Archives: 2014 & Earlier

Press Watch for February 2004

Partway Gay? For Some Teen Girls, Sexual Preference Is a Shifting Concept
The Washington Post

More teenage girls in the Washington area are sexually experimenting with both males and females. The trend is not just local: Social scientists (who estimate that 5 to 7 percent of young people are gay) say they have seen a growing number of girls professing a “heteroflexible outlook.” Jan. 4. www.washingtonpost.com, go to archives and search for headline; registration required.

Understanding Female Pedophilia

Palm Beach Post

When men commit sex crimes, the response is often horror but not surprise: They committed 96 percent of reported sex crimes in 1999. The little research that exists on female pedophiles is beginning to reveal patterns in the behavior of these lesser-known offenders. Jan. 10. www.palmbeachpost.com, go to archives and search for headline.

Shortage of Psychiatrists Leaves Big Treatment Gap

Rocky Mountain News

Research by the News reveals that only 200 child and adolescent psychiatrists are available to serve the needs of the 54,000 children under 11 years old in Colorado who have severe emotional disturbances. The finding reflects a national shortage: There are 7,000 child psychiatrists in the United States, 23,000 fewer than are needed. Jan. 5. www.rockymountainnews.com, go to archives and search for headline.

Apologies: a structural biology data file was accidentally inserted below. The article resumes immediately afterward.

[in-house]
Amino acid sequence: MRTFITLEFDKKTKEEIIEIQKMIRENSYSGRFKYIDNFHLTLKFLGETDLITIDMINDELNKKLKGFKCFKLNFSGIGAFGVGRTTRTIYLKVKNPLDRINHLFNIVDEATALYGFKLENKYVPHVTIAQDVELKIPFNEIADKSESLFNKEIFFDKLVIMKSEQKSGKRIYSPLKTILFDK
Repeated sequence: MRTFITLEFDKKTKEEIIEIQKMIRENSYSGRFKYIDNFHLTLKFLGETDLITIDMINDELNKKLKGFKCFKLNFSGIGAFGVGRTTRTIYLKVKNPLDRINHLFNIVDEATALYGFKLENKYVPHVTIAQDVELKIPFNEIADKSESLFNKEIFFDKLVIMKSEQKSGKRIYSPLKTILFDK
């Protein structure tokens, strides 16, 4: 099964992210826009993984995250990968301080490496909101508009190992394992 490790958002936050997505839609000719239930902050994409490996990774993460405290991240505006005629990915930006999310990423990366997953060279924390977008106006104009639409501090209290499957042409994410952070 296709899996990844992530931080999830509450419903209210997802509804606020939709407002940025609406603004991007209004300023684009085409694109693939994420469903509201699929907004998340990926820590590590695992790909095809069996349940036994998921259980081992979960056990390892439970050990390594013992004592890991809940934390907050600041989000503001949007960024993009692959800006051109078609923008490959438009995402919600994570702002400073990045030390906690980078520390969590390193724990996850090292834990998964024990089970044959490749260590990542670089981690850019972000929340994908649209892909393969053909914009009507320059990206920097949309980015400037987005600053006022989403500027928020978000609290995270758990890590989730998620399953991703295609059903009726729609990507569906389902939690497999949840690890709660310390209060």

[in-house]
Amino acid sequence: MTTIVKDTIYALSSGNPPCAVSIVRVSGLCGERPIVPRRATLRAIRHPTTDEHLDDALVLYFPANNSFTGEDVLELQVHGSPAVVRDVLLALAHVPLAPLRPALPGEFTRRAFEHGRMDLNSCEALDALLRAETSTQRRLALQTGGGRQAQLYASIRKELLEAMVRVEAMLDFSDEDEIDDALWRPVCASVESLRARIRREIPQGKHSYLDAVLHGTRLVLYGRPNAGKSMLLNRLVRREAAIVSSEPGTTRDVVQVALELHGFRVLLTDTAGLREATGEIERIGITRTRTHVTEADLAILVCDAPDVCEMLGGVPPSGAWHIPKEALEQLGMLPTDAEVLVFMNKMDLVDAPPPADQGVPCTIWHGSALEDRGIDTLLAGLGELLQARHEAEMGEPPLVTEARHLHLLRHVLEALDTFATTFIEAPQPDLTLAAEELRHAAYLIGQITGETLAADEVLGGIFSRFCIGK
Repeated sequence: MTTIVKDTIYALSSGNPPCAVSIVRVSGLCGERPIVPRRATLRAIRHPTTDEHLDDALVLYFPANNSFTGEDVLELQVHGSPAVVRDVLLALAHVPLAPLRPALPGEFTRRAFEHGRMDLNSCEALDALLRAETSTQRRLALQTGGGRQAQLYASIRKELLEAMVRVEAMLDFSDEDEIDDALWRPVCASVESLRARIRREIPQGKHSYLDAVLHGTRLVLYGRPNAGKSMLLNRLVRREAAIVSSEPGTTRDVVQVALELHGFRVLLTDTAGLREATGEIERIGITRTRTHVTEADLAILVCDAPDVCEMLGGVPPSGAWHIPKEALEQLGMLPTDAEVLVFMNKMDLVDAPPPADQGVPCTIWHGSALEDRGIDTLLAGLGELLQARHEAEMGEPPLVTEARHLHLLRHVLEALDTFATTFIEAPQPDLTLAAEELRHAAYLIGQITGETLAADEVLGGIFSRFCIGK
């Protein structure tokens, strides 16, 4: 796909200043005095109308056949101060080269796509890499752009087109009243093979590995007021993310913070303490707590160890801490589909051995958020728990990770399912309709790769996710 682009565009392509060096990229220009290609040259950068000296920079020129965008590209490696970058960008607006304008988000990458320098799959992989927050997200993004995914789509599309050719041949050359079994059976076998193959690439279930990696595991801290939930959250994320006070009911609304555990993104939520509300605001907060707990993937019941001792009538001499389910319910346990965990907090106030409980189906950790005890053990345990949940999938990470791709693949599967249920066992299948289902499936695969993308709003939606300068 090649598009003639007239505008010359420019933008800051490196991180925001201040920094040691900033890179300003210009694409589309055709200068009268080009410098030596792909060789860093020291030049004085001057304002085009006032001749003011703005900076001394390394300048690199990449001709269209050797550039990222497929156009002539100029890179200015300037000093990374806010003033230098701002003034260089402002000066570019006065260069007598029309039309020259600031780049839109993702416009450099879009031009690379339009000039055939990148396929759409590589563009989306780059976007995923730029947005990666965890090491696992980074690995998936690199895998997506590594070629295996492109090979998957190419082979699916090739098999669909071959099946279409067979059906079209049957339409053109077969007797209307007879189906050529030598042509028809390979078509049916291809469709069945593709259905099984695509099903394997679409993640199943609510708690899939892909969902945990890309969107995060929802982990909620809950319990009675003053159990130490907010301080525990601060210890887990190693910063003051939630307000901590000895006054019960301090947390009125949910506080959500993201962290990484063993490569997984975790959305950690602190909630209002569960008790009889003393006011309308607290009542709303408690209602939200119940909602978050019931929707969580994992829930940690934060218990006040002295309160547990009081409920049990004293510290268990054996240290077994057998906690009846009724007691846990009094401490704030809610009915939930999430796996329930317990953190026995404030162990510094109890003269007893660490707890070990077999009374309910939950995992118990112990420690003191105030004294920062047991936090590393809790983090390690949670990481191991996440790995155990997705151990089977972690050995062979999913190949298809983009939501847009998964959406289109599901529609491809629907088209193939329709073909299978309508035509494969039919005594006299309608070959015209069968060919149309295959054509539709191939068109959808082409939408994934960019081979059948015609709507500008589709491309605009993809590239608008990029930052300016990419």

School Funding Still in Jeopardy

Education Week

Despite a late surge in the economy last year, most states will struggle again in 2004 to keep state expenses in line with income. That’s troublesome for education systems, which face tight budgets on top of the new costs of complying with the federal No Child Left Behind Act. www.edweek.org, go to archives and search for headline; registration required.

Unruly Students Facing Arrest, Not Detention

The New York Times

Adolescent misbehavior such as being loud or disruptive, which used to get kids sent to the principal’s office, is increasingly landing them in the juvenile justice system. School officials say they’re just trying to keep order, but critics believe the harsh reaction demonizes the children, many of whom suffer from behavior disorders. Jan. 4. www.nytimes.com, go to archives and search for headline; registration required.

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